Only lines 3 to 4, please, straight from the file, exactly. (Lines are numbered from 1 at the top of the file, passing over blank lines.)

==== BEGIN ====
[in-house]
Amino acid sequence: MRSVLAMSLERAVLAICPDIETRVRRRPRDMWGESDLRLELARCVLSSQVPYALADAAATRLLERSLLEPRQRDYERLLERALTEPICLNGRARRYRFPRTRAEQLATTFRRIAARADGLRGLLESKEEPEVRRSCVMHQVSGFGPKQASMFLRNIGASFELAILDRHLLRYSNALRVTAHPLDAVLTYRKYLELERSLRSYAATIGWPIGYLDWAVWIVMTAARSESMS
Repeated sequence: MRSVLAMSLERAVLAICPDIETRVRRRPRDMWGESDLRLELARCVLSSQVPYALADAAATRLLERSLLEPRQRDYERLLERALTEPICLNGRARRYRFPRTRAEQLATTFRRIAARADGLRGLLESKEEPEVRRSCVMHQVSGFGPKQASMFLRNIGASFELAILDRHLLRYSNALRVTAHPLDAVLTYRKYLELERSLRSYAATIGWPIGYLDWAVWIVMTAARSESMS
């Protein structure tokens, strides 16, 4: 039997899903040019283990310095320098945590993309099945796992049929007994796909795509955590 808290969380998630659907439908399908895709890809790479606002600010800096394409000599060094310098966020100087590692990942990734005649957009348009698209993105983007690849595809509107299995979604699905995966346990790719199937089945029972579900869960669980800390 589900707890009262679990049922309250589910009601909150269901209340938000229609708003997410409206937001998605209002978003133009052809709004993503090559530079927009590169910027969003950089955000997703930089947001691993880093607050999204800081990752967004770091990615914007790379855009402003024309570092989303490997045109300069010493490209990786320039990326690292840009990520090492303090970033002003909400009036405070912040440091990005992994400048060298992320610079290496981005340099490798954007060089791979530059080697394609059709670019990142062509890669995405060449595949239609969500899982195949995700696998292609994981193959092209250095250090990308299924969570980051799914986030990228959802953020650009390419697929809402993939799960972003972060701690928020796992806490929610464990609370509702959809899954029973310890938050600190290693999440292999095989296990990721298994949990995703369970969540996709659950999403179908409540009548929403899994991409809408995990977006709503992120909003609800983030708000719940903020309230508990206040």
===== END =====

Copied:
Repeated sequence: MRSVLAMSLERAVLAICPDIETRVRRRPRDMWGESDLRLELARCVLSSQVPYALADAAATRLLERSLLEPRQRDYERLLERALTEPICLNGRARRYRFPRTRAEQLATTFRRIAARADGLRGLLESKEEPEVRRSCVMHQVSGFGPKQASMFLRNIGASFELAILDRHLLRYSNALRVTAHPLDAVLTYRKYLELERSLRSYAATIGWPIGYLDWAVWIVMTAARSESMS
């Protein structure tokens, strides 16, 4: 039997899903040019283990310095320098945590993309099945796992049929007994796909795509955590 808290969380998630659907439908399908895709890809790479606002600010800096394409000599060094310098966020100087590692990942990734005649957009348009698209993105983007690849595809509107299995979604699905995966346990790719199937089945029972579900869960669980800390 589900707890009262679990049922309250589910009601909150269901209340938000229609708003997410409206937001998605209002978003133009052809709004993503090559530079927009590169910027969003950089955000997703930089947001691993880093607050999204800081990752967004770091990615914007790379855009402003024309570092989303490997045109300069010493490209990786320039990326690292840009990520090492303090970033002003909400009036405070912040440091990005992994400048060298992320610079290496981005340099490798954007060089791979530059080697394609059709670019990142062509890669995405060449595949239609969500899982195949995700696998292609994981193959092209250095250090990308299924969570980051799914986030990228959802953020650009390419697929809402993939799960972003972060701690928020796992806490929610464990609370509702959809899954029973310890938050600190290693999440292999095989296990990721298994949990995703369970969540996709659950999403179908409540009548929403899994991409809408995990977006709503992120909003609800983030708000719940903020309230508990206040």